Hospice comes in and they provide much needed help for the primary caregivers. Angie is her nurse. She checks vitals, asks important questions, makes sure the meds are filled and has a vast repertoire of knowledge for what comes next. Nidia helps her in the shower three times a week and slathers on a gorgeous lavender cream so Peg is smooth and feeling special. Lisa comes in monthly for mental health check ins. Beth comes and plays games with her and talks Reiki and body healing and all the other things Peg is known for. Carol comes and does reflexology. They are professional, amazing, beautiful human beings who have often lived with great loss. It makes them compassionate beyond measure.
It takes a village to raise and then to maintain a family.
Our mom is willing to discuss death. She isn’t afraid of it. She’s just annoyed and sad she won’t be here to see all of her legacy continue to thrive and grow and live their best lives.
For Christmas she gave each of her kids a copy of her will, her power of attorney, and her DNR.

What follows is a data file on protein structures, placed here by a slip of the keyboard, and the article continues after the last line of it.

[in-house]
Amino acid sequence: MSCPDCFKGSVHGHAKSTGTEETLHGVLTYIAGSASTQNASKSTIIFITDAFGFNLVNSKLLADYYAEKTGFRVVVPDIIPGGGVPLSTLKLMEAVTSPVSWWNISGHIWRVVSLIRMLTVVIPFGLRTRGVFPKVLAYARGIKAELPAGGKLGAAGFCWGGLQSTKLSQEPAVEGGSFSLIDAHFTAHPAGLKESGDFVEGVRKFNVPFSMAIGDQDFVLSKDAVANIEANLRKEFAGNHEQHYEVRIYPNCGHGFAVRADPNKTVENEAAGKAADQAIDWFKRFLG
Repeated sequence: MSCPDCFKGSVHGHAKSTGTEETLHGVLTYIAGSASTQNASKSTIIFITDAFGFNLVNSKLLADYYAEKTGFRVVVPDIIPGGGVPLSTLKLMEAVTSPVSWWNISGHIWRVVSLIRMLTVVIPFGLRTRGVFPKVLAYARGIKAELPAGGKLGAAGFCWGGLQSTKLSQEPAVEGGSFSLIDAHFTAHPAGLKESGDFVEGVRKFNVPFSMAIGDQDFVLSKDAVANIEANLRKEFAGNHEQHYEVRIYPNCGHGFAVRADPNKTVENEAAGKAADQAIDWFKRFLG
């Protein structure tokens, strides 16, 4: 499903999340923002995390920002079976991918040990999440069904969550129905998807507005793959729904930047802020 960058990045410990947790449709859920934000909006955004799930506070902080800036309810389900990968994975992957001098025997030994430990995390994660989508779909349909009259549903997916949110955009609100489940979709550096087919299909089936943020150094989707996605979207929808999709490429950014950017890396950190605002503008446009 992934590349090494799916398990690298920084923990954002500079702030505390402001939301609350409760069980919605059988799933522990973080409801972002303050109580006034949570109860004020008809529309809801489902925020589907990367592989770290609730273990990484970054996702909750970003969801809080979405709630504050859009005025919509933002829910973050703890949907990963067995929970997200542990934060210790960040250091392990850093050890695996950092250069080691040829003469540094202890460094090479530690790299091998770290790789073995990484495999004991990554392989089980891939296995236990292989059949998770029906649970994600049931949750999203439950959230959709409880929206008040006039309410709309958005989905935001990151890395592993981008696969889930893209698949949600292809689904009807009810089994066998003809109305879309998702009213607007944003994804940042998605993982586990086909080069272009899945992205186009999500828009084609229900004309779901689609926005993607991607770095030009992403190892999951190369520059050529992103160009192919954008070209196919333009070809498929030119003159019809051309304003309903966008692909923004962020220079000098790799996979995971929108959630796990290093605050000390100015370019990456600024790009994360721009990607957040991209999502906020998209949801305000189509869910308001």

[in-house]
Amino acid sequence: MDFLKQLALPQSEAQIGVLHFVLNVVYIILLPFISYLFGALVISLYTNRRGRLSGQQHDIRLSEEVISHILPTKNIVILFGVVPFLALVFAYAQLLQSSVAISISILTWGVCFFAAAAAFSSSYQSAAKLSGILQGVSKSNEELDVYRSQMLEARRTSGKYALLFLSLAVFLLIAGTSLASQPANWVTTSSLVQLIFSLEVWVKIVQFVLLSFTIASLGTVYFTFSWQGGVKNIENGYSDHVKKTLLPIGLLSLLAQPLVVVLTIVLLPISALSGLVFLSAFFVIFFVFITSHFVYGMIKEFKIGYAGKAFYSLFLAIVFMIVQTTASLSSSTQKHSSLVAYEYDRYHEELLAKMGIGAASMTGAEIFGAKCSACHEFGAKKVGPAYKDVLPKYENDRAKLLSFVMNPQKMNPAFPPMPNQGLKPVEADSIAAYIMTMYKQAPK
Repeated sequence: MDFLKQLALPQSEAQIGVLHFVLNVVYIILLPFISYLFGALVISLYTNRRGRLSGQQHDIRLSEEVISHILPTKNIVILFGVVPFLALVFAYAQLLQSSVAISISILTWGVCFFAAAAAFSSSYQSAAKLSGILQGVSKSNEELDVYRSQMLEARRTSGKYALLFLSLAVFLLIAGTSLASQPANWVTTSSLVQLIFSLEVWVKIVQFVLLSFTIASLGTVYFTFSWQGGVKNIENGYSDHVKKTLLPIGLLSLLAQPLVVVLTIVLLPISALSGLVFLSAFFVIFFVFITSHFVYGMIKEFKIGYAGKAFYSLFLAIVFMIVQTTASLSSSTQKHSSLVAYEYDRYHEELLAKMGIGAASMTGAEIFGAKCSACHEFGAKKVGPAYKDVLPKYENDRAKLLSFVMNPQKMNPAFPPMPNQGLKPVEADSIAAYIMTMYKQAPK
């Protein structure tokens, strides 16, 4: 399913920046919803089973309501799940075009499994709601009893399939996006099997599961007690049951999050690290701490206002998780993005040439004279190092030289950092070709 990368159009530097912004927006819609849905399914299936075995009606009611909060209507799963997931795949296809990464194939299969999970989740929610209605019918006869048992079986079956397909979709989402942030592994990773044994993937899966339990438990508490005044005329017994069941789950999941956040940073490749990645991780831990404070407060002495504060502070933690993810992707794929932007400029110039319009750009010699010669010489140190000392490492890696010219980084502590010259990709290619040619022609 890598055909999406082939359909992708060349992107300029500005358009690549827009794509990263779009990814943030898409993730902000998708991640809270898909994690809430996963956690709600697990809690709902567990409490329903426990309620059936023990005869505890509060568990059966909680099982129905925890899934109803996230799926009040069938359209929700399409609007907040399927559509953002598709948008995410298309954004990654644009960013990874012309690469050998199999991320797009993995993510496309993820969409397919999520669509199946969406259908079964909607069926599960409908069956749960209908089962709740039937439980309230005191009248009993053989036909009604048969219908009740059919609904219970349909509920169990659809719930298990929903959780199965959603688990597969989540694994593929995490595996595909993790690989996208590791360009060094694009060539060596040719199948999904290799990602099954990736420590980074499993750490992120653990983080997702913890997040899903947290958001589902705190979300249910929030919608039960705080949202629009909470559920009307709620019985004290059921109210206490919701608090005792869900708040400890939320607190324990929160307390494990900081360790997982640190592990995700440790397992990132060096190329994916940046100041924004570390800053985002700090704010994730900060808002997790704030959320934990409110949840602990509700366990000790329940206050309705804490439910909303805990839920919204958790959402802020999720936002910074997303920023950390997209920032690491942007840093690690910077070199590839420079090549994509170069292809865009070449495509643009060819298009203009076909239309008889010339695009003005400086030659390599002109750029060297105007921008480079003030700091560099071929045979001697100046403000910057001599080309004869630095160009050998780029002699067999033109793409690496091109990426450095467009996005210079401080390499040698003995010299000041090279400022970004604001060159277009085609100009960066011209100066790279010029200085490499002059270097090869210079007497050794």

She has begun to go through her belongings and mailing out special pieces of jewelry with the origin story of the piece.
Her artwork has invisible post it notes on each piece of who is getting what.
Caring for an extremely intelligent adult is still exhausting when you are responsible for all the same things you are responsible for when caring for a toddler. Get up, make coffee, make breakfast, clean up breakfast, think about lunch, make lunch, clean up lunch, make dinner, clean up. Repeat. Repeat. Repeat. Plan it. Shop for it. Unload it. Make it. Sweet baby Jesus.
Jane and I have learned we are better together. To have someone to bounce stuff off of. We have spent more time together in the past two years than we have spent in probably all of our lives. We have learned to laugh really hard at each other because getting annoyed at who we are as humans is mean spirited and counter productive to our cause. And yes, sometimes we are tired and cranky. But we want the same result.